Gollum, gollum.

So it was another while yet before I got to see the Lord of the Rings on TV. Other people were talking about it, raving about how marvellous it was, and how they had seen it three times already… and I hadn’t even seen it once. I fervently hoped I didn’t accidentally die before I ever got to see it. Wouldn’t that be annoying?

I remember I was storing up videos to watch and we were going on holiday, and I got to thinking “what if we all die in a motorway pile-up and I never ever see any of these videos because I was ‘saving’ them?” So I sat down before the holiday to watch some, including Crouching Tiger, Hidden Dragon.

Since then I’ve snagged plenty more videos, so there’s always something new. I’m a firm believer in having something to look forward to, no matter how small.

Edit Feb 2008: Comments to this entry when it was hosted on Blogigo:

1. Pacian wrote at Nov 23, 2006 at 23:33:
I worry about this too. Subtitles can even be poorly done on films that aren’t in English, which is the main reason I try to always find out beforehand.

Quick googling turns up:
Is this the one?

For non-English films, DVD Times usually mentions if the subtitles are incomplete or correspond to a dub rather than the original language track.

2. Diddums wrote at Nov 24, 2006 at 00:29:
Thanks for the URLs! The boxed set you mention is partly subtitled, according to that site. Some of the ‘extras’ are not subtitled, but the films are. And what they have are ‘English subtitles, but not for the hard of hearing’ – presumably that means it doesn’t say “bell dongs” or “Balrog roars incomprehensibly” and things like that… doesn’t bother me all that much, though sometimes it’s important to know.

3. KatieK wrote at Nov 24, 2006 at 05:57:
Nasty Hobitses indeed! This is…incomprehensible. Spend 400 billion whatsits on film production and then leave out the subtitles. I am very disappointed in them and now I will think about this every time I watch my DVD version of the films. Bad Corporation, bad corporation!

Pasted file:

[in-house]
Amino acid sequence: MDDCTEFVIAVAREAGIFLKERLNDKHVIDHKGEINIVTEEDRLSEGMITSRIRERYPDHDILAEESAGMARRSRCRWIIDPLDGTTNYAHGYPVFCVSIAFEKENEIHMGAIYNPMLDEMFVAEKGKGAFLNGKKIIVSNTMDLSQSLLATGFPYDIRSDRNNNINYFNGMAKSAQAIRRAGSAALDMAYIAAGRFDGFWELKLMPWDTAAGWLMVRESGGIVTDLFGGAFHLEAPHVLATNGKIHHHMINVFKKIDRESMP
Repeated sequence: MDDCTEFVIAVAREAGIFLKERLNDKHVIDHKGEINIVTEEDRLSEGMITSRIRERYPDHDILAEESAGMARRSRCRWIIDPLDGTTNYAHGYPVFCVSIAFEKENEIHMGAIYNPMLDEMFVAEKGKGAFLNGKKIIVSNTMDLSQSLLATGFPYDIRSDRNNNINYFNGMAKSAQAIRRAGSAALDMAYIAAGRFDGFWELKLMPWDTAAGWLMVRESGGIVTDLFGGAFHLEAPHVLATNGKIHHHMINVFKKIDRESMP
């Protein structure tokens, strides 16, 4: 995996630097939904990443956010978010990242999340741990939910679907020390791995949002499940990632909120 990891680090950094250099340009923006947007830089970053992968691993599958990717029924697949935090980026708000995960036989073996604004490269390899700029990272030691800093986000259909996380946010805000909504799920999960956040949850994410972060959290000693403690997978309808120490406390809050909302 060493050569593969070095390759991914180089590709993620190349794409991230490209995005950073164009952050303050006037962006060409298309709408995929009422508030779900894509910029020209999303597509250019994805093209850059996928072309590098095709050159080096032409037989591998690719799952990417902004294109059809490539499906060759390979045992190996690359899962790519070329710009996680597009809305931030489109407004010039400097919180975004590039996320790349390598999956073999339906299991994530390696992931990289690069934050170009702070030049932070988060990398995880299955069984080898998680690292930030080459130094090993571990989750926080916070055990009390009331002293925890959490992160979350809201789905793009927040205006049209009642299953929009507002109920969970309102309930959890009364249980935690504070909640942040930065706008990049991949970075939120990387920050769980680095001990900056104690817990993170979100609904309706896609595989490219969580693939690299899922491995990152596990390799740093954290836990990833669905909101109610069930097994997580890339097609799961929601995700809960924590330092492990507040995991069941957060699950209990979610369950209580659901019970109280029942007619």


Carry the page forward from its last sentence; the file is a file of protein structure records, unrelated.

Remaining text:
4. Bunnyman wrote at Nov 24, 2006 at 19:36:
Hello Diddums. I’m a bit of a slow reader, but that’s me caught up now. You know, you really do have a lovely blog and it’s a real treat to read.

I’m very chuffed that I got a mention on one of your posts and even a place on your links list. An honour indeed, thank you!

On the subject of subtitles, I have the first two films as separate extended DVD editions for the UK (think that’s region 2 but I can’t remember), although they must both be over a year old. Both have subtitles for the film part. Not yet sure about the extras because I can’t get my DVD player to work properly right now – dratted thing’s being very badly behaved. If I do get it working, I’ll let you know 🙂

5. Bunnyman wrote at Nov 24, 2006 at 20:19:
Got it to work now on an old Windows laptop. Unfortunately, there is no setup menu on my Extras CD so it does indeed look like subtitling for the film part only. Seems to be just the voice bits too, no other sounds or hints. During that section where Saruman snitches to Sauron via the Palantir, it’s not that clear who’s saying what.

Don’t know whether any of this has improved in recent versions.

Crouching Tiger, Hidden Dragon is brilliant – all that running across roofs and up walls. I tried it once but scraped my fingers then fell on my bum – quite painful it was too. Might need to take some lessons.

6. Diddums wrote at Nov 25, 2006 at 13:59:

Hi Bunnyman, thanks very much for the information on the DVD – that does sound right; sometimes I get confused about who said what. Then they suddenly start placing the text right over the characters’ faces, as though they think it will help. Then stop and go back to normal again – no idea what that’s all about. It’s as though different people are working on it, with different ideas of ideal text placement.

Does it say anywhere on Croughing Tiger, Hidden Dragon ‘don’t try this at home?’ Heh.

7. Bunnyman wrote at Nov 25, 2006 at 14:24:
Well at least on my copies, the titles aren’t over the faces. Mind you, they would be if anyone had to bend to tie their shoelace; they do seem to be quite large, in the lower part of the screen. Perhaps they’ll obscure some critical piece of hitherto unnoticed plot such as Boromir passing Frodo a secret note saying “I love you really, it’s the script, it made me do it!”